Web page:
California’s proposed video game legislation (again!)

As reported on Gamasutra, Feb 17 2005:

Leland Yee (D-San Francisco), California’s Speaker pro tem, has introduced a bill into the California legislature that would prohibit children under 17 from purchasing videogames that depict serious injury to human beings….

“When you push a computer button, you are pulling the trigger,” Yee said, explaining the need for such strict labels on the games industry as opposed to movies or TV. “Children are developing the skills to stalk, maim and shoot people.” …

Doesn’t the network news often depict stories and content about stalking, maiming, and shooting? An interesting sociological study would be to understand the impact of “news” stories depicting violent crime, and “games” depicting violent crime. We all understand that exposure to something can make it more bearable, even acceptable (such as the tendency of domestic violence to span generations). However, exposure to something can also make you more aware of the negative aspects of it (such as the tendency to avoid drug addiction after watching the same destroy a friend or family member).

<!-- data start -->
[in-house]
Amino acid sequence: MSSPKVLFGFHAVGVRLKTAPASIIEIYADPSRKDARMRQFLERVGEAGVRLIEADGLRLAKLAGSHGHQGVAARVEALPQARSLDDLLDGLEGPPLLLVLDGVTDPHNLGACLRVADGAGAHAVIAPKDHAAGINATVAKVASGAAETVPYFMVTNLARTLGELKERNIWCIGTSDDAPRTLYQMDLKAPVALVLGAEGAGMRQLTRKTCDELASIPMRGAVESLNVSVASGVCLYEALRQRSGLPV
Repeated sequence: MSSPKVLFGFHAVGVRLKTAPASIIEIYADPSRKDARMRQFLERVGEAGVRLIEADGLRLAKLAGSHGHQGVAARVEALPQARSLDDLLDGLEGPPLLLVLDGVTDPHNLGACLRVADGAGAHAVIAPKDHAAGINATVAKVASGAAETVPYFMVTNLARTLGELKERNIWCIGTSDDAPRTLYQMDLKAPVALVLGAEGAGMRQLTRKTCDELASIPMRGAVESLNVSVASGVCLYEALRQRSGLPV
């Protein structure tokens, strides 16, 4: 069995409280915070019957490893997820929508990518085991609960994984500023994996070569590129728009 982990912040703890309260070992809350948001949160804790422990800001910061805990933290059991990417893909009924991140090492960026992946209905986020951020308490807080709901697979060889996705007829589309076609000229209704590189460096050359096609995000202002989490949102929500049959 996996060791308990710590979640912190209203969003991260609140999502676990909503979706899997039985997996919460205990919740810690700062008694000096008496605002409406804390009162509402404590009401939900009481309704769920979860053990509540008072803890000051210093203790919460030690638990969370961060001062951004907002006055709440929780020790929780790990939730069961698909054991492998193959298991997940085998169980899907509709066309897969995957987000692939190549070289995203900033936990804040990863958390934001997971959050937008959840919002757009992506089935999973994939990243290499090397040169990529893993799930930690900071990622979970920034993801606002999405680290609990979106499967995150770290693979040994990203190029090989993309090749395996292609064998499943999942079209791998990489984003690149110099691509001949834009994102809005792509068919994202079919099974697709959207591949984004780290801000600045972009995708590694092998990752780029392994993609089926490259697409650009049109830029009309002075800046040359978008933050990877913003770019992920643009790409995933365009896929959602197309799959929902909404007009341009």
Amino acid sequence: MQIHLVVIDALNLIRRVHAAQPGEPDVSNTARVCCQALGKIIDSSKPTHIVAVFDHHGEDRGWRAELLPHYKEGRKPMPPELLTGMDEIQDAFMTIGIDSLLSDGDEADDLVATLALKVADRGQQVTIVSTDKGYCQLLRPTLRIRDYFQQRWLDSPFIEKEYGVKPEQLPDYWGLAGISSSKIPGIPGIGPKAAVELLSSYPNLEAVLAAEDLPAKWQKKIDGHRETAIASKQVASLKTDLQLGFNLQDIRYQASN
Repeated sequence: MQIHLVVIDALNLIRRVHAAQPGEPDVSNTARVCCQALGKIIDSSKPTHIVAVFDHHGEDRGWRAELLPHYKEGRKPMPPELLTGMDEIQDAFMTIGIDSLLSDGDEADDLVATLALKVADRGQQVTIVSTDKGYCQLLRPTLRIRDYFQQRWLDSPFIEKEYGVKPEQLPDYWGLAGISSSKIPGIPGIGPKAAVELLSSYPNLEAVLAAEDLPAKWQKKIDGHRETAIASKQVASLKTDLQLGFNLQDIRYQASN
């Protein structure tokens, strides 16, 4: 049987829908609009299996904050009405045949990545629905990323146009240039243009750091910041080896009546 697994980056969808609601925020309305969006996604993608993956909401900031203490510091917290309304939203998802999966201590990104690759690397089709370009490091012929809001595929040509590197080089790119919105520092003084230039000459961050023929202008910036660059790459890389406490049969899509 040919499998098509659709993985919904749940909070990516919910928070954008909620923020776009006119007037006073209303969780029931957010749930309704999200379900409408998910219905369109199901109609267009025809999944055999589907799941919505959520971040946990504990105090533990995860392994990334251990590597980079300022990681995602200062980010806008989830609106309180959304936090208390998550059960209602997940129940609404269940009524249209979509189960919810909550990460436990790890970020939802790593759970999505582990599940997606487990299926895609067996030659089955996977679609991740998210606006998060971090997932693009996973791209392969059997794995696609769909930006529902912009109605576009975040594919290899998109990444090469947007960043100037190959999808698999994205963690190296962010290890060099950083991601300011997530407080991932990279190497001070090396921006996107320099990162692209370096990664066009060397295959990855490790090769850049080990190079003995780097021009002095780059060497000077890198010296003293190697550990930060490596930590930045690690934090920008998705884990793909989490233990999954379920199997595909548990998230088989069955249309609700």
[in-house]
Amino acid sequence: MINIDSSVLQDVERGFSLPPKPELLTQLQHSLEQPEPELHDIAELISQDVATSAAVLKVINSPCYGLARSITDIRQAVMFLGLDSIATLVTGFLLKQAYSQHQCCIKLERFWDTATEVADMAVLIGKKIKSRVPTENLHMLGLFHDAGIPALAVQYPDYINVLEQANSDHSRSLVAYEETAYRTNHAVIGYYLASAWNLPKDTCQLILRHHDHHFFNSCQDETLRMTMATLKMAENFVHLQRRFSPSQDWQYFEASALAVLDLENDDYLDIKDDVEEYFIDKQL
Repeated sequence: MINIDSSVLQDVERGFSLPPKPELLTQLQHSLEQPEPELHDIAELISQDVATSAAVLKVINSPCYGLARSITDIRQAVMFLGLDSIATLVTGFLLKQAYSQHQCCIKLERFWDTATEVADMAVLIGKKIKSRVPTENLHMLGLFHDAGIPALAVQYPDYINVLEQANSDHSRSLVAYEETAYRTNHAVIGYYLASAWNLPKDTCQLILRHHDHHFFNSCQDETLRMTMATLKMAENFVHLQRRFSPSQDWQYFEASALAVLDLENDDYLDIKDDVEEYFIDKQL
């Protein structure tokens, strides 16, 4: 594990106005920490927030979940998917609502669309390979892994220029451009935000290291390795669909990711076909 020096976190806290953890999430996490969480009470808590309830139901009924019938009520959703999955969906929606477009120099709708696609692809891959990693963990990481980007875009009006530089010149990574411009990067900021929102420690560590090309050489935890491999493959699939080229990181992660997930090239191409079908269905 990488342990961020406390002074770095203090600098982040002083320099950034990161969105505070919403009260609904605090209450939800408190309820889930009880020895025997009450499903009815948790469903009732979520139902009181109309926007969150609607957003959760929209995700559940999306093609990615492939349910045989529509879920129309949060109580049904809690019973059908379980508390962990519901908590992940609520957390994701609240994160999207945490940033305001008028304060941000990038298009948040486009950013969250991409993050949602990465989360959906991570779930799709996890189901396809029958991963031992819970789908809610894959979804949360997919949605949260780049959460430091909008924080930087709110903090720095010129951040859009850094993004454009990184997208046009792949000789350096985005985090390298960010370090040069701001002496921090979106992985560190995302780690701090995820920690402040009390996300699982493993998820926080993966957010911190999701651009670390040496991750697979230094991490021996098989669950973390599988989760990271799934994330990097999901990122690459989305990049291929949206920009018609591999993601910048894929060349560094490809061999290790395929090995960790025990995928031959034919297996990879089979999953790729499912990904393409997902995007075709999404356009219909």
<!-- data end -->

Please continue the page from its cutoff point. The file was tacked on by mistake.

Food for thought… Millions of people play “violent” computer games every day, and the overwhelming majority of them clearly suffer no adverse affects. Perhaps this proposed legislation is best left on the drawing board and off the books.

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